Below:  "Tiorahkwathe Gilbert, a commentator with Aboriginal Peoples Television Network, broadcast the Olympic men's super-G event in Mohawk." (John Woods/The Canadian Press)

February 18, 2010

Preserving Inuktitut with pop music

Popular music a way to preserve InuktitutA conference on northern languages in Iqaluit has ended with some participants urging territorial governments to use popular music as a way of promoting and preserving Inuktitut.

The Nunavut Language Summit examined ways in which music—and not the traditional throat singing or other ancient forms of entertainment—can help younger Inuit connect with their culture.

"Definitely, I think Inuktitut can be preserved through poetry, through songwriting, through every kind of writing there is," Juno award-winning performer Susan Aglukark, who sings in both English and Inuktitut, told CBC News.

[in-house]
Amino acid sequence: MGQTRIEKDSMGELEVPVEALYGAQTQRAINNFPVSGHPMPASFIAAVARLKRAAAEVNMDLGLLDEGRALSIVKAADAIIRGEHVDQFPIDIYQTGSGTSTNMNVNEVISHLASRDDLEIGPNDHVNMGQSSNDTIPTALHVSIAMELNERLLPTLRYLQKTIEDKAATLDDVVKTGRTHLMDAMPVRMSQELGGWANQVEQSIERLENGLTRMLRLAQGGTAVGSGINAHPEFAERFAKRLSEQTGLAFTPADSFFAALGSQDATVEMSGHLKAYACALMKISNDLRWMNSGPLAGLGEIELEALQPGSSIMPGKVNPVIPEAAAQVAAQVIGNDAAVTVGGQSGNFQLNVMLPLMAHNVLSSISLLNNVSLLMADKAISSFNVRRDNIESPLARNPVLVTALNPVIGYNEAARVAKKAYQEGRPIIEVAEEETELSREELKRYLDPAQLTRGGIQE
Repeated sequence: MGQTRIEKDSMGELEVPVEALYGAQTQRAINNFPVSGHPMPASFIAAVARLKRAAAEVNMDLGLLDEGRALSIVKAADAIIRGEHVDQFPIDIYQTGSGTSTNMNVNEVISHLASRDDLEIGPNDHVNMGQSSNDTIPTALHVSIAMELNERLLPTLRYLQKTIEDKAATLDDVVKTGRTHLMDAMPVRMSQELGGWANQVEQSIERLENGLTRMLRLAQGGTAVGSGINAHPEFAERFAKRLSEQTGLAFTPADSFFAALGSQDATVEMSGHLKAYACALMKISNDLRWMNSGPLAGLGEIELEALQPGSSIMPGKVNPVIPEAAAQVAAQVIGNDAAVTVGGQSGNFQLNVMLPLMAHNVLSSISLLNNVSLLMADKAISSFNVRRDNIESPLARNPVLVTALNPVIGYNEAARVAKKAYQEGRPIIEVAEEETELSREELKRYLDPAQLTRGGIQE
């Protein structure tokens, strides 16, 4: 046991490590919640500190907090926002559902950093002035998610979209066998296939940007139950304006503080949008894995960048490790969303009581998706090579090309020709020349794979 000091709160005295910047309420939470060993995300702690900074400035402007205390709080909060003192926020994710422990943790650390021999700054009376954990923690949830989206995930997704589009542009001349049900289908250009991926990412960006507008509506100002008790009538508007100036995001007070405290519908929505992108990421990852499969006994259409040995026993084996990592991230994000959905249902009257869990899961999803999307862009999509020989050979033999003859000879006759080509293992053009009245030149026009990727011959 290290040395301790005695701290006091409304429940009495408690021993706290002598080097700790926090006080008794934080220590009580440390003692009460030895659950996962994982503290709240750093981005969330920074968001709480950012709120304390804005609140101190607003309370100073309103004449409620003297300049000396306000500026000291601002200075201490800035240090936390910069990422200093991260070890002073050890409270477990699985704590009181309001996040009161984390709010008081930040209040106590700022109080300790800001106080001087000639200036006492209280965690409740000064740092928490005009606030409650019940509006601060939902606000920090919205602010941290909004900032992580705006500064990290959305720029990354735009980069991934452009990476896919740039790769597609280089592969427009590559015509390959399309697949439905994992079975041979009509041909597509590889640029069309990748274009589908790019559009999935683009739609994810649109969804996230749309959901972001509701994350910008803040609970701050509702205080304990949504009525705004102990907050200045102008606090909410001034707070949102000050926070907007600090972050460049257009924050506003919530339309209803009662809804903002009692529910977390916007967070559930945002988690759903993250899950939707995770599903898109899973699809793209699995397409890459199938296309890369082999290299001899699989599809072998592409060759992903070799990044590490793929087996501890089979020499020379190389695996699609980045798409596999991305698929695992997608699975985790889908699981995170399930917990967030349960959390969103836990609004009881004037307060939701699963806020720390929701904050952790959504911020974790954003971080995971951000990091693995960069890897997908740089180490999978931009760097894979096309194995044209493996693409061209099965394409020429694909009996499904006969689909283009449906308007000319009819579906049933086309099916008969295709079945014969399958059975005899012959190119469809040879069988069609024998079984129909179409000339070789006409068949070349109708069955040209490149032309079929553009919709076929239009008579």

Nearby Greenland proves this approach can work:Canadian delegates have cast an eye towards their neighbours in Greenland where young Inuk dance in clubs to lyrics in Kalaallisut, the Greenlandic language.

There are two major music labels on the island which boast music in the Greenlandic language from many genres: rock, hip hop and soul.

Local performers such as Chilly Friday and Nanook are treated like celebrities.

February 16, 2010

Printing books with Cherokee syllabary

Books to be printed in Cherokee syllabaryThe newest addition to Southwestern Community College's Oconaluftee Institute of Cultural Arts is actually a very old technology: a letterpress that will be used to print books in the Cherokee syllabary.

“We are bringing back the Cherokee history in true art form,” said Luzene Hill, OICA program outreach coordinator.